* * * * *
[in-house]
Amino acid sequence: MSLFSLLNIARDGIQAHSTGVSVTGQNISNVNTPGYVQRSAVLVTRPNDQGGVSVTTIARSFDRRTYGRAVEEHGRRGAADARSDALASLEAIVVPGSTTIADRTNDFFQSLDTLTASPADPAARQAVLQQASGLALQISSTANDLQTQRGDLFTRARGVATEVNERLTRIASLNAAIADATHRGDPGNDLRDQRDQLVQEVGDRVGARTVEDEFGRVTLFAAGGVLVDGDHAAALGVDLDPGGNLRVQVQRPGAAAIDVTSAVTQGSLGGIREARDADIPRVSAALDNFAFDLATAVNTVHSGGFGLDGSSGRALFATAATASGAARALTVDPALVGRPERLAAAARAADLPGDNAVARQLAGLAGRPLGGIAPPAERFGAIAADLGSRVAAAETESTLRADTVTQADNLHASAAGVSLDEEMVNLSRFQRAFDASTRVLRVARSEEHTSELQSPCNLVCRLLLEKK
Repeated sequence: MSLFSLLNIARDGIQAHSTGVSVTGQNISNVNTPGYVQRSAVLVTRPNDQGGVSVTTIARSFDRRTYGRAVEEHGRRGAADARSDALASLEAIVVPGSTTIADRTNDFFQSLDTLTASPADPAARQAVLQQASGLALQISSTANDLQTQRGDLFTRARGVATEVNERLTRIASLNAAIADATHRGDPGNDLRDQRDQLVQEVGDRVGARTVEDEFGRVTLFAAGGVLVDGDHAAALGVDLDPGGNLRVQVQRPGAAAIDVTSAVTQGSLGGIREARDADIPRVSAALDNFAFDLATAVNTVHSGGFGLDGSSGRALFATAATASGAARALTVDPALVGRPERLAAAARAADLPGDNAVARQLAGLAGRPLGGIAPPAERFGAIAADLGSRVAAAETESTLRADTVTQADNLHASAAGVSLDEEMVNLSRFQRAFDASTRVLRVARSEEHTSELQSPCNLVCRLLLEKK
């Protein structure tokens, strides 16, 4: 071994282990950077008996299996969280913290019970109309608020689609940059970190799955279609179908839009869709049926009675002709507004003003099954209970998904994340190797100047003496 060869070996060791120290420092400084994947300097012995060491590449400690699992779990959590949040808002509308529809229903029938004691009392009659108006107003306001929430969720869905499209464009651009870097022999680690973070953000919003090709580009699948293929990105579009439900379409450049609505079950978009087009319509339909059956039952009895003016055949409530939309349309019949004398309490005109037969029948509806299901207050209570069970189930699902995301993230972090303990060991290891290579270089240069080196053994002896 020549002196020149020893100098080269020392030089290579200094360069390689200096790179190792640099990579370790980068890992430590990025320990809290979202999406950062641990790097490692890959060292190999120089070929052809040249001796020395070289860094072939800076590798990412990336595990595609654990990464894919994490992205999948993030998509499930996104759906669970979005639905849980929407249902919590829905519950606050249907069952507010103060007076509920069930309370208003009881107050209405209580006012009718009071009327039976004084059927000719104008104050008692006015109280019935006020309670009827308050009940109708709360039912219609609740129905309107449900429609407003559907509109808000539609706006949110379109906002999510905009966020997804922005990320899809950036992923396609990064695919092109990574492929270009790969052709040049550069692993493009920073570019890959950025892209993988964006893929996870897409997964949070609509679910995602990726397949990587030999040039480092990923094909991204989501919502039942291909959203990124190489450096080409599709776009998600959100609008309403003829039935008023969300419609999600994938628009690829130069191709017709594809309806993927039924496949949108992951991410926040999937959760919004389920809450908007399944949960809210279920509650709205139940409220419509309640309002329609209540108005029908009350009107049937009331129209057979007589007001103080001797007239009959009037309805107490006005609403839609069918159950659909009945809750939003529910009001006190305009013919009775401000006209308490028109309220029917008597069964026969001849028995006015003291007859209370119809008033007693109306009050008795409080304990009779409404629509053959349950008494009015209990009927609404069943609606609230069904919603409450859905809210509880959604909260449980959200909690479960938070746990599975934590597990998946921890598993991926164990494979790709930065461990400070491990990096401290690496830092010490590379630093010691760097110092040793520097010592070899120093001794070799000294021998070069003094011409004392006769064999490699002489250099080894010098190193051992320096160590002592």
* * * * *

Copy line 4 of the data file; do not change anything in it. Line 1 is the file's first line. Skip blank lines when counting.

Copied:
């Protein structure tokens, strides 16, 4: 071994282990950077008996299996969280913290019970109309608020689609940059970190799955279609179908839009869709049926009675002709507004003003099954209970998904994340190797100047003496 060869070996060791120290420092400084994947300097012995060491590449400690699992779990959590949040808002509308529809229903029938004691009392009659108006107003306001929430969720869905499209464009651009870097022999680690973070953000919003090709580009699948293929990105579009439900379409450049609505079950978009087009319509339909059956039952009895003016055949409530939309349309019949004398309490005109037969029948509806299901207050209570069970189930699902995301993230972090303990060991290891290579270089240069080196053994002896 020549002196020149020893100098080269020392030089290579200094360069390689200096790179190792640099990579370790980068890992430590990025320990809290979202999406950062641990790097490692890959060292190999120089070929052809040249001796020395070289860094072939800076590798990412990336595990595609654990990464894919994490992205999948993030998509499930996104759906669970979005639905849980929407249902919590829905519950606050249907069952507010103060007076509920069930309370208003009881107050209405209580006012009718009071009327039976004084059927000719104008104050008692006015109280019935006020309670009827308050009940109708709360039912219609609740129905309107449900429609407003559907509109808000539609706006949110379109906002999510905009966020997804922005990320899809950036992923396609990064695919092109990574492929270009790969052709040049550069692993493009920073570019890959950025892209993988964006893929996870897409997964949070609509679910995602990726397949990587030999040039480092990923094909991204989501919502039942291909959203990124190489450096080409599709776009998600959100609008309403003829039935008023969300419609999600994938628009690829130069191709017709594809309806993927039924496949949108992951991410926040999937959760919004389920809450908007399944949960809210279920509650709205139940409220419509309640309002329609209540108005029908009350009107049937009331129209057979007589007001103080001797007239009959009037309805107490006005609403839609069918159950659909009945809750939003529910009001006190305009013919009775401000006209308490028109309220029917008597069964026969001849028995006015003291007859209370119809008033007693109306009050008795409080304990009779409404629509053959349950008494009015209990009927609404069943609606609230069904919603409450859905809210509880959604909260449980959200909690479960938070746990599975934590597990998946921890598993991926164990494979790709930065461990400070491990990096401290690496830092010490590379630093010691760097110092040793520097010592070899120093001794070799000294021998070069003094011409004392006769064999490699002489250099080894010098190193051992320096160590002592």